This is the ninth assignment from my Masters Advanced Network Security Course which has never been published anywhere and I, as the author and copyright holder, license this assignment customized CC-BY-SA where anyone can share, copy, republish, and sell on condition to state my name as the author and notify that the original and open version available here.
1. Email Overview
The protocol that is defined to exchange email over the Internet is simple mail transfer protocol (SMTP). SMTP is used to send email to another email server which is then received through the procedure of post office protocol version 3 (POP3) or another procedure instant message access protocol (IMAP). It can be illustrated in Figure 1 that the email was send via SMTP, then authentication is handled by POP3 or IMAP. The authentication alone is unencrypted, to encrypt is to be send over secure socket layer (SSL) for more secure communication .
Another technology is the mailing list where the clients subscribes so they're included into the mailing list. Materials will be send to the subscriber within the mailing list. Security issues on email other than malware mostly dealt with spams.
People defined the term email spam as bulk email or unsolicited email. It's very subjective how each person defines a spam. An example of a common spam is an advertisement sent to a mailing list or lot's of email address, in an indiscriminate way. A light spam usually contains advertisement only but a severe spam may contain threats that could harm the user like malware. The subtopic belows are example of how spam may occur and what measure that had been taken. Most of the below materials are based on  and most definitions are based on  (by each key words).
2.1 Open Relay
Open relay is a configuration on the mail server to accept all incoming emails either by known users or anonymous users. This was used to be the default configuration of all mail servers but it became unpopular since it was abused by spammers and malwares, refer to small illustration on Figure 2. Most open relay's are closed, or put on blacklist.
2.2 Impact of Spam
There many impacts of spams. It can be summarize in general as follows:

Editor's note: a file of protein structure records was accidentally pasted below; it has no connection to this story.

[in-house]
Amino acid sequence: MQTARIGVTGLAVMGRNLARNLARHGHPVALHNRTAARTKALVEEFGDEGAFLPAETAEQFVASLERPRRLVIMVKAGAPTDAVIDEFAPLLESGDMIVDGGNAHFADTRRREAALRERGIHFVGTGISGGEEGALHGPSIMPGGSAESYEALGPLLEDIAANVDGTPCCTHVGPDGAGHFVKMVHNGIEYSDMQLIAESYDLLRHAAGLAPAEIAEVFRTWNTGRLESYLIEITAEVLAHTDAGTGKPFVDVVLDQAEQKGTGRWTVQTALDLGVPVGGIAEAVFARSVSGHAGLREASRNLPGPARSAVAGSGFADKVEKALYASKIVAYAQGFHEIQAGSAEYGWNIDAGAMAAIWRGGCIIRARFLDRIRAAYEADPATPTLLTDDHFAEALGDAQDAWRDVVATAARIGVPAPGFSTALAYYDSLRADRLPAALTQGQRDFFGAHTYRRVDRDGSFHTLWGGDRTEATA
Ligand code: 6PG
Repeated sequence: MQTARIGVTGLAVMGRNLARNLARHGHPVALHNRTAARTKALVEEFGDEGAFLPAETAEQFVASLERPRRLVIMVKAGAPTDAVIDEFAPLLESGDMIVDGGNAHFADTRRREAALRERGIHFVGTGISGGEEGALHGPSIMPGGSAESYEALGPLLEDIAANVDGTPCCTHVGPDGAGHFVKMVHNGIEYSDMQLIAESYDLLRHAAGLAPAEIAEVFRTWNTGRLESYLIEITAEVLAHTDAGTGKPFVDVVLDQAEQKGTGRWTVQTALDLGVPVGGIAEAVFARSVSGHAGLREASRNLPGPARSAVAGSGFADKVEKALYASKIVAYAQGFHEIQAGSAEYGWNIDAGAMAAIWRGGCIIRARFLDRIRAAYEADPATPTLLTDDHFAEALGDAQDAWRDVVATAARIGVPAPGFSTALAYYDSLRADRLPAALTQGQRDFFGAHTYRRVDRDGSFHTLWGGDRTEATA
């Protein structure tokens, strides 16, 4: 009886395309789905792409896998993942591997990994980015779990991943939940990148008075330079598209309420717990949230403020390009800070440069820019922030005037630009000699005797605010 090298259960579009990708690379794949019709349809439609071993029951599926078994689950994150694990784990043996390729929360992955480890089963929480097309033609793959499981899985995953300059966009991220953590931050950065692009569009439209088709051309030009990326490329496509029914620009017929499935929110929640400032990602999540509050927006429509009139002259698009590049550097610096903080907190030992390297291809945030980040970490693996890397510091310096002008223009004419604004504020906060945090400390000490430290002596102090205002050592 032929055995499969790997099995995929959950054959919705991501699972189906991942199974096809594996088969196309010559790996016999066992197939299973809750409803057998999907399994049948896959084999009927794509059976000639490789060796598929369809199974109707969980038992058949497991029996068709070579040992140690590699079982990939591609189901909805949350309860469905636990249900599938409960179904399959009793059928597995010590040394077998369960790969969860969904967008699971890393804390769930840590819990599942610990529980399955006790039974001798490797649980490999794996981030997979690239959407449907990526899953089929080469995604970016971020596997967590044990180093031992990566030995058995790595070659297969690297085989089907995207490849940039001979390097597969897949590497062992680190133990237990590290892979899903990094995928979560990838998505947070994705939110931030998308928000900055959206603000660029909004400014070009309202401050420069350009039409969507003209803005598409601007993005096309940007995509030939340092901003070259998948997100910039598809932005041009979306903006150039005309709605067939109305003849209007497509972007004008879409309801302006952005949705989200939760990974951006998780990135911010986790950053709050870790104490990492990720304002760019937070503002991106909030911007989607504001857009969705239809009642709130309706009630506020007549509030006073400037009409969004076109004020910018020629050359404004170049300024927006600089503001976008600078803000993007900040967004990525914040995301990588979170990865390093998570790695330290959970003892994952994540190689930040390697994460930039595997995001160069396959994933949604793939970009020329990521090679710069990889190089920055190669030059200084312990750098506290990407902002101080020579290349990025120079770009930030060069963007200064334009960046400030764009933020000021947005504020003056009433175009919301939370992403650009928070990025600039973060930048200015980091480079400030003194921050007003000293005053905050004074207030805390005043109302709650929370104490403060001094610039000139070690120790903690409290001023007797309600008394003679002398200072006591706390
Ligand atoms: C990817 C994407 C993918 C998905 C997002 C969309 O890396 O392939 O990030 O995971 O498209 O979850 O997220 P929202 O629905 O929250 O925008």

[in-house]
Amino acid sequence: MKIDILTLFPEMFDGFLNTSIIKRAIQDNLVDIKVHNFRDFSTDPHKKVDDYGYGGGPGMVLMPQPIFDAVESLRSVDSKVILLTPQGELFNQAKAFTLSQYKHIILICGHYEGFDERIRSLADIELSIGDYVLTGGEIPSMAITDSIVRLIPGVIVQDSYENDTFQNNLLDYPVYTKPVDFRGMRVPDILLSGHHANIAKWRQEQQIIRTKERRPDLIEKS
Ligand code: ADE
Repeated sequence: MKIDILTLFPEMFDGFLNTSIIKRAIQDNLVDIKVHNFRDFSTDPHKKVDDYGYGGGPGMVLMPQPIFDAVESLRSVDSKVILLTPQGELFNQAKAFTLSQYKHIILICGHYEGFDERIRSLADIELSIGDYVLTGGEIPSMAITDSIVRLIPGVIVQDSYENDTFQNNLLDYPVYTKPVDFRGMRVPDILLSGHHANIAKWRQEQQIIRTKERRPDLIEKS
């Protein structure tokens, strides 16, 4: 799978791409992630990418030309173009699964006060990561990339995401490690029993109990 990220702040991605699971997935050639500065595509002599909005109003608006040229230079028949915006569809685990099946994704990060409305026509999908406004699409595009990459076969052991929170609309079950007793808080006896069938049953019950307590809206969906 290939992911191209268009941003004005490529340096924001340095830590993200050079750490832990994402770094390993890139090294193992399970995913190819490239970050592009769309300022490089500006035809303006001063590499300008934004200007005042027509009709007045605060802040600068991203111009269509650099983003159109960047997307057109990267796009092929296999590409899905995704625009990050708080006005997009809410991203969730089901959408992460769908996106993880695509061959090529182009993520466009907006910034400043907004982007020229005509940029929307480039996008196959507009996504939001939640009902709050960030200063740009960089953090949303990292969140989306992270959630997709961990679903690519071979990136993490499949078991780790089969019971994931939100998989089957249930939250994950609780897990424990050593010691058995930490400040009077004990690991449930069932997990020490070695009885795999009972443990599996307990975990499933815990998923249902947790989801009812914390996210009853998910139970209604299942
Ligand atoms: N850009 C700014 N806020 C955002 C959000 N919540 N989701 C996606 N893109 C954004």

- Very heavy unnecessary network since spams fills the traffic.
- As a user it's a heavy burden in sorting the emails.
- Mis-classify an email (a clean email may be treated as spam or vice versa).
- Domain spoofed, your email domain might get registered as spam (blacklist).
- Worst case could be hijacked or denial of service.
2.3 POP before SMTP / SMTP after POP
To cope with Figure 2, POP before SMTP is implemented with the concept of allowing email transmission if able to retrieve email. In short you be able to access and retrieve your email first, then you're able to send an email. But today people tends to use SMTP authentication instead. Figure 3 is a general illustration.
3. Anti Spam
To avoid spams the following are recommended, (note: there are more ways the below recommendation):
- Install email anti virus (AV) which could prevent hijacking and bot controlled.
- Use outbound port 25 blocking (OP25B) which rejects direct SMTP to port 25, instead allowing through authorized email server only (only the email server may use direct SMTP). On the other hand there is inbound port 25 blocking (IP25B) which means that it doesn't receive spam emails.
- Authentication which strengthens point 2. Use the SMTP authentication and over the SSL.
- There exist the sender policy framework (SPF) which registers the authorized email servers into the DNS server. When an email is received the server performs SPF which compares the sender's IP address, email server's IP address and domain. If it doesn't satisfy it will not receive.
- Another is domain key identified mail (DKIM) where a signature is added on the message header based on the secret key.
- Then there is Sender ID which uses SFP and caller ID advocated by Microsoft.